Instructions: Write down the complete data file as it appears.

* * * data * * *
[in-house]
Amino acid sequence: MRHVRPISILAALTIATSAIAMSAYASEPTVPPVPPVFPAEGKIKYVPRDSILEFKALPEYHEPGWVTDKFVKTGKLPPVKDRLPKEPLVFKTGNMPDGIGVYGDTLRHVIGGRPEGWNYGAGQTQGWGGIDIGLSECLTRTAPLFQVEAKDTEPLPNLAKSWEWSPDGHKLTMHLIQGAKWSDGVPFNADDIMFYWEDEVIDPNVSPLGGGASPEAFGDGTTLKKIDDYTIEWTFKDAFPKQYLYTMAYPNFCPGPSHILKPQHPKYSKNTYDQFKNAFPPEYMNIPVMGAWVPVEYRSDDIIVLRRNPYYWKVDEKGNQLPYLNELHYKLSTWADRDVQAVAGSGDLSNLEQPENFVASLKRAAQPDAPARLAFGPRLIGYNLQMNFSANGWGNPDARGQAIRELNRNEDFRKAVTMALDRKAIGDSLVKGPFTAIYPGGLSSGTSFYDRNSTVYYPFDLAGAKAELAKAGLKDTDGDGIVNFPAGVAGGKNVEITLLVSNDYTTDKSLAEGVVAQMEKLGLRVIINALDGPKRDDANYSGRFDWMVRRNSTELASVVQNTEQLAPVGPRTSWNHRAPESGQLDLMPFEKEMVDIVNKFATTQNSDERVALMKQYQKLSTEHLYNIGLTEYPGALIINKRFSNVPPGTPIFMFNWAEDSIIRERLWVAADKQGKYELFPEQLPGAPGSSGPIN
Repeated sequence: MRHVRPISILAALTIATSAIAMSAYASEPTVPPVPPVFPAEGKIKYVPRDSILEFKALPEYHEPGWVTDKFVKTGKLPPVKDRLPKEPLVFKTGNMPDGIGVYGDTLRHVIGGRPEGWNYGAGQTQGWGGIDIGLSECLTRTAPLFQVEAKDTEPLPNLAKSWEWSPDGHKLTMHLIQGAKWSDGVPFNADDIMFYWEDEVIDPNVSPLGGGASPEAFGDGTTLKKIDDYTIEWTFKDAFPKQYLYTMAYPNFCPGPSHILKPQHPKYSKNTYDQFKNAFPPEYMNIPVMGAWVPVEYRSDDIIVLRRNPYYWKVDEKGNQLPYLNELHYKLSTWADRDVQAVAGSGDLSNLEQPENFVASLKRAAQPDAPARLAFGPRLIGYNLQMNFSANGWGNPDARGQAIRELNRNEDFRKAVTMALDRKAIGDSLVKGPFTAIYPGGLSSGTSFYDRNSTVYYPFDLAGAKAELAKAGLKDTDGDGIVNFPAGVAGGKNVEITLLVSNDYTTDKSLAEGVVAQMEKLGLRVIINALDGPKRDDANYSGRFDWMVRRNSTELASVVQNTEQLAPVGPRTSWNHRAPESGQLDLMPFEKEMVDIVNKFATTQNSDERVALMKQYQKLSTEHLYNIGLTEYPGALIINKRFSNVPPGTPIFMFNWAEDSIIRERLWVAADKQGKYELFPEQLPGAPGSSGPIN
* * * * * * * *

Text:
[in-house]
Amino acid sequence: MRHVRPISILAALTIATSAIAMSAYASEPTVPPVPPVFPAEGKIKYVPRDSILEFKALPEYHEPGWVTDKFVKTGKLPPVKDRLPKEPLVFKTGNMPDGIGVYGDTLRHVIGGRPEGWNYGAGQTQGWGGIDIGLSECLTRTAPLFQVEAKDTEPLPNLAKSWEWSPDGHKLTMHLIQGAKWSDGVPFNADDIMFYWEDEVIDPNVSPLGGGASPEAFGDGTTLKKIDDYTIEWTFKDAFPKQYLYTMAYPNFCPGPSHILKPQHPKYSKNTYDQFKNAFPPEYMNIPVMGAWVPVEYRSDDIIVLRRNPYYWKVDEKGNQLPYLNELHYKLSTWADRDVQAVAGSGDLSNLEQPENFVASLKRAAQPDAPARLAFGPRLIGYNLQMNFSANGWGNPDARGQAIRELNRNEDFRKAVTMALDRKAIGDSLVKGPFTAIYPGGLSSGTSFYDRNSTVYYPFDLAGAKAELAKAGLKDTDGDGIVNFPAGVAGGKNVEITLLVSNDYTTDKSLAEGVVAQMEKLGLRVIINALDGPKRDDANYSGRFDWMVRRNSTELASVVQNTEQLAPVGPRTSWNHRAPESGQLDLMPFEKEMVDIVNKFATTQNSDERVALMKQYQKLSTEHLYNIGLTEYPGALIINKRFSNVPPGTPIFMFNWAEDSIIRERLWVAADKQGKYELFPEQLPGAPGSSGPIN
Repeated sequence: MRHVRPISILAALTIATSAIAMSAYASEPTVPPVPPVFPAEGKIKYVPRDSILEFKALPEYHEPGWVTDKFVKTGKLPPVKDRLPKEPLVFKTGNMPDGIGVYGDTLRHVIGGRPEGWNYGAGQTQGWGGIDIGLSECLTRTAPLFQVEAKDTEPLPNLAKSWEWSPDGHKLTMHLIQGAKWSDGVPFNADDIMFYWEDEVIDPNVSPLGGGASPEAFGDGTTLKKIDDYTIEWTFKDAFPKQYLYTMAYPNFCPGPSHILKPQHPKYSKNTYDQFKNAFPPEYMNIPVMGAWVPVEYRSDDIIVLRRNPYYWKVDEKGNQLPYLNELHYKLSTWADRDVQAVAGSGDLSNLEQPENFVASLKRAAQPDAPARLAFGPRLIGYNLQMNFSANGWGNPDARGQAIRELNRNEDFRKAVTMALDRKAIGDSLVKGPFTAIYPGGLSSGTSFYDRNSTVYYPFDLAGAKAELAKAGLKDTDGDGIVNFPAGVAGGKNVEITLLVSNDYTTDKSLAEGVVAQMEKLGLRVIINALDGPKRDDANYSGRFDWMVRRNSTELASVVQNTEQLAPVGPRTSWNHRAPESGQLDLMPFEKEMVDIVNKFATTQNSDERVALMKQYQKLSTEHLYNIGLTEYPGALIINKRFSNVPPGTPIFMFNWAEDSIIRERLWVAADKQGKYELFPEQLPGAPGSSGPIN